WELLINGTON (Reuters) - Uncloaking central bank monetary policy language with an illustration of a hot air balloon?
In his maiden press conference as the new governor of the Reserve Bank of New Zealand (RBNZ), Adrian Orr took a distinctly different approach to elucidating policy from the likes of former U.S. Federal Reserve Chairman Alan Greenspan.
After surprising markets by striking a dovish tone, the New Zealand central bank chief used his first rate announcement to provide a monetary policy statement “in pictures,” a world away from the play book of Greenspan who once reportedly told a member of Congress that “if you understood what I said, I must have misspoken.”
The colourful illustrations - including a hot air balloon tagged “inflation” lifting a crate of “imports” - were the most tangible sign yet of Orr’s push to demystify the central bank’s operations for the general public.
“I think our challenge is to speak in plain English as opposed to in a high tech scientific language around which only about half a dozen people understand and even less are interested in,” Orr told reporters at a press conference after he held rates at a record low 1.75 percent “We do need to have a richer dialogue.”
Orr opened his first webcast press conference with a welcome in English, Māori and sign language and was at points knowingly self-deprecating, joking when he turned to one of his deputy governors to check a statistic that he “struggles to divide three by two.”
Orr, a central bank veteran, worked in the RBNZ’s economics department between 1997 and 2000, described by economists as the ‘heyday’ of strict inflation targeting which New Zealand pioneered in the 1990s. He later served as deputy governor for four years before joining the New Zealand Super Fund in 2007.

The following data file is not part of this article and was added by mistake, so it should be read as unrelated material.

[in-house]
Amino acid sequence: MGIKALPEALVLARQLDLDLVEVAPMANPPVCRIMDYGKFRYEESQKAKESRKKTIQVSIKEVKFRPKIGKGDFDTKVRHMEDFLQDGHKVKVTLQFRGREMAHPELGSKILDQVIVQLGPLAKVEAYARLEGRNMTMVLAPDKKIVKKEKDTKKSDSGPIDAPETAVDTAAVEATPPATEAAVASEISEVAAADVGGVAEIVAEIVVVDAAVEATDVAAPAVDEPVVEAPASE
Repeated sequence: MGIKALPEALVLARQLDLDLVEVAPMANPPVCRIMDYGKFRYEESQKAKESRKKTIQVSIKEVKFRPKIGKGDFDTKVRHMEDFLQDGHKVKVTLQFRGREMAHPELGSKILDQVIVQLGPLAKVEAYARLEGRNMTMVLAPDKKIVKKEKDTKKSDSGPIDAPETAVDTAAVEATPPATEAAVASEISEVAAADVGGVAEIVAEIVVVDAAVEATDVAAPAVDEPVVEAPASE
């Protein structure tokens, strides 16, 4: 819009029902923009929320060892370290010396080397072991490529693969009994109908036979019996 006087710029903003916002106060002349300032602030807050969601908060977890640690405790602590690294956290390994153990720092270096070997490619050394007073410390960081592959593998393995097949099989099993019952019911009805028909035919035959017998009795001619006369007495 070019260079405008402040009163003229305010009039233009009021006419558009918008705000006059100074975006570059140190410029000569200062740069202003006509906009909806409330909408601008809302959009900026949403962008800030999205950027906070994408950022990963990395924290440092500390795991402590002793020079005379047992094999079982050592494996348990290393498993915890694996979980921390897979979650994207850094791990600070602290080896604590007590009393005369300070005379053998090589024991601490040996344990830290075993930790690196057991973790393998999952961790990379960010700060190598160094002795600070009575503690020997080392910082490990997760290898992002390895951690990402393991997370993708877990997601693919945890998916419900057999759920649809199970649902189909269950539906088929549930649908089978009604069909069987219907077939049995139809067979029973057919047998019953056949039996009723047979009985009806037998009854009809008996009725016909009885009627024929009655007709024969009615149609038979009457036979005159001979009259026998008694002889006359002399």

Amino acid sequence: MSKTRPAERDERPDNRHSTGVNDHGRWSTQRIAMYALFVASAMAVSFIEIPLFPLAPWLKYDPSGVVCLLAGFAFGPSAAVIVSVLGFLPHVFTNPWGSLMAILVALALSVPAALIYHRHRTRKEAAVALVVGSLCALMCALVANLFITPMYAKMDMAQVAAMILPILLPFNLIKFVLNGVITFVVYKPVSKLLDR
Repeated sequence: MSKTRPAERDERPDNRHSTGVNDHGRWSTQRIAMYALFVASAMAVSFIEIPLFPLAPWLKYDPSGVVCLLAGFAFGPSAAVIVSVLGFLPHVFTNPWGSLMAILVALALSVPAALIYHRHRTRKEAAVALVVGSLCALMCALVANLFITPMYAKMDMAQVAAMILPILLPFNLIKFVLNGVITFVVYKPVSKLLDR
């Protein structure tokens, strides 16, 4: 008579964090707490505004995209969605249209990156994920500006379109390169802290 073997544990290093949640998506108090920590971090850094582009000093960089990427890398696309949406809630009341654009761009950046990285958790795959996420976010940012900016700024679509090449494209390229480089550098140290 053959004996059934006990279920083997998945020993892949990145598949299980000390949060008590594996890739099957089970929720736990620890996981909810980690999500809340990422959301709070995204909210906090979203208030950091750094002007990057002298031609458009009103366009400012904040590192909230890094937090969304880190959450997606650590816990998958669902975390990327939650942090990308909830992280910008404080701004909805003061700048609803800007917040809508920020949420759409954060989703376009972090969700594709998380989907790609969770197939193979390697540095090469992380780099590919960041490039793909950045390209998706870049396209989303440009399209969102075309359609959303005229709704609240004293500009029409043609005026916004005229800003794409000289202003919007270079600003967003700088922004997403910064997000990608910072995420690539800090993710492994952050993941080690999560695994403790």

Orr has engaged in a local media blitz since becoming governor in March, giving interviews to several regional publications, following a RBNZ-commissioned survey that found the vast majority of the general public had no idea who he or the central bank was.
“That’s a good thing on a Saturday at the football ground,” referring to the public’s lack of awareness of his and the bank’s role. But Orr said, it’s “not necessarily a good thing if we’re trying to raise financial literacy and make people think harder about all the things that are important to us.”
He describes himself as CEO, rather than a governor, a role that he sees as encompassing everything from regulation to responsibility for bank notes as well as monetary policy.
While economists say there’s probably more change in style than substance, Orr’s fresher, open tone is grabbing headlines and more public engagement is likely.
“That’s another area we hope to upgrade, the quality of our pictures,” he told reporters.
“These were one of the only things we could get immediately out of one of our kids’ icons actually.”
Reporting By Jane Wardell and Charlotte Greenfield; Editing by Shri Navaratnam